Moss Point school uses $75k grant to boost K-3 summer reading program

Reading Grants

MOSS POINT, Miss. (WLOX) - The Mississippi State Board of Education aims to increase student literacy by investing $3 million in summer reading grants. The funding stems from a greater initiative to combat low performance on state academic assessment tests.

The Bay-Waveland and Moss Point school districts are among 24 grant recipients across the state. Over the course of three years, the Bay-Waveland School District will receive roughly $124,000 from the grant. Moss Point will receive about $75,000.

The Moss Point School District’s summer reading program has benefitted from the additional funding.

“This is the first time we’ve done something on this magnitude,” said curriculum director David Graves.

“They’re enjoying coming. We have students where the parents want to take them on vacations and the students have not wanted to leave,” added Kim Alba, an instructional coach.

Educators are using interactive sessions to keep students motivated and to help them fight against the “summer slide”.

“It’s basically a phenomenon where students... they’re out from under instruction, and when we get them the first day, they kind of sometimes regress,” Graves explained.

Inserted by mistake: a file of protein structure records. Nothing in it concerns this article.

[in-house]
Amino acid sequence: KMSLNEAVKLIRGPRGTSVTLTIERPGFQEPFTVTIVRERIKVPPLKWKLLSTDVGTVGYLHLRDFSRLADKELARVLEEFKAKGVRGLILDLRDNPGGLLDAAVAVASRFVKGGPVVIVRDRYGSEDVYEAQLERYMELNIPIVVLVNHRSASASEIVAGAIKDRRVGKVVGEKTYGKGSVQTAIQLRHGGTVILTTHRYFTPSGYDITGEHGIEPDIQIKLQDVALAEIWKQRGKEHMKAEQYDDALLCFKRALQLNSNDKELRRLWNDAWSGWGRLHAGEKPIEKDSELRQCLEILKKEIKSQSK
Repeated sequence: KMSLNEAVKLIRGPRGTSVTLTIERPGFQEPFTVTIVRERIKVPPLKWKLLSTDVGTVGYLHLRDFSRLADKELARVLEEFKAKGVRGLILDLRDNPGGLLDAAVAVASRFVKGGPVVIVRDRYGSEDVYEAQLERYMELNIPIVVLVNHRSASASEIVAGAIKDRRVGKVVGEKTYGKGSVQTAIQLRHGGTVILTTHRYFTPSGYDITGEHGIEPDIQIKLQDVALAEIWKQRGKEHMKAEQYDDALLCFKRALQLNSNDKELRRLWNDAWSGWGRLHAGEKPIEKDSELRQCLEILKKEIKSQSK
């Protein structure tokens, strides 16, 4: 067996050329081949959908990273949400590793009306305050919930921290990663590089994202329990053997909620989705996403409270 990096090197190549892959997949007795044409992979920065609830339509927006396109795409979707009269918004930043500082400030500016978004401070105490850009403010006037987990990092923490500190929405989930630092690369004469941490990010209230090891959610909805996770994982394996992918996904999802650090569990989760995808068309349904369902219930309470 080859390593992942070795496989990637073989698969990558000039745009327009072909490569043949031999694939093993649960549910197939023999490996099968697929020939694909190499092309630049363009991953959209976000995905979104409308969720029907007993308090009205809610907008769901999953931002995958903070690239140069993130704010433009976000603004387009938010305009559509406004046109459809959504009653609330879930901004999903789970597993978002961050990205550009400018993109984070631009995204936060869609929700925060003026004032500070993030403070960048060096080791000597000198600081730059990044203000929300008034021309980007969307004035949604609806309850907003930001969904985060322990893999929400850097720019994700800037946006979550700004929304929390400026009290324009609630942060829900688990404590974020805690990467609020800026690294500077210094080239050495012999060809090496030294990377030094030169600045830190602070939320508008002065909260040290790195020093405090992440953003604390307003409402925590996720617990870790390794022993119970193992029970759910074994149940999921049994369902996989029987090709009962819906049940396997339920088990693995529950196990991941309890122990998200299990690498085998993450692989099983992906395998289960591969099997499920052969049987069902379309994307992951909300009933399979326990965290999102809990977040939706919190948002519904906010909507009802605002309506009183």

The program hosts 70 students this year, more than ever before. Graves said the grant has allowed the school district to strengthen the way 3rd graders are taught.

"We look at specific skills that students need, and they come and get targeted intervention to support them in reading,” he said.

The Moss Point School District has had low pass rates on the state reading test in previous years.

In 2019, Mississippi raised the passing score for the state assessment test for reading from level 2 to 3 on a 5 tier scale. Moss Point says its scores have improved every year since 2015.

“For the score of 3, we’ve gone from 41 percent the first year we did the grant to this year currently. We have a 63 percent pass rate,” said Alba.

Moss Point School District aims to help 3rd graders meet state literacy requirements while also bringing students from kindergarten to 2nd grade up to speed.

“K-2 is where you learn to read, but there comes a point in education where you read to learn," said Graves. “In being proactive, hopefully, we will have students at a better level when they get to third grade.”

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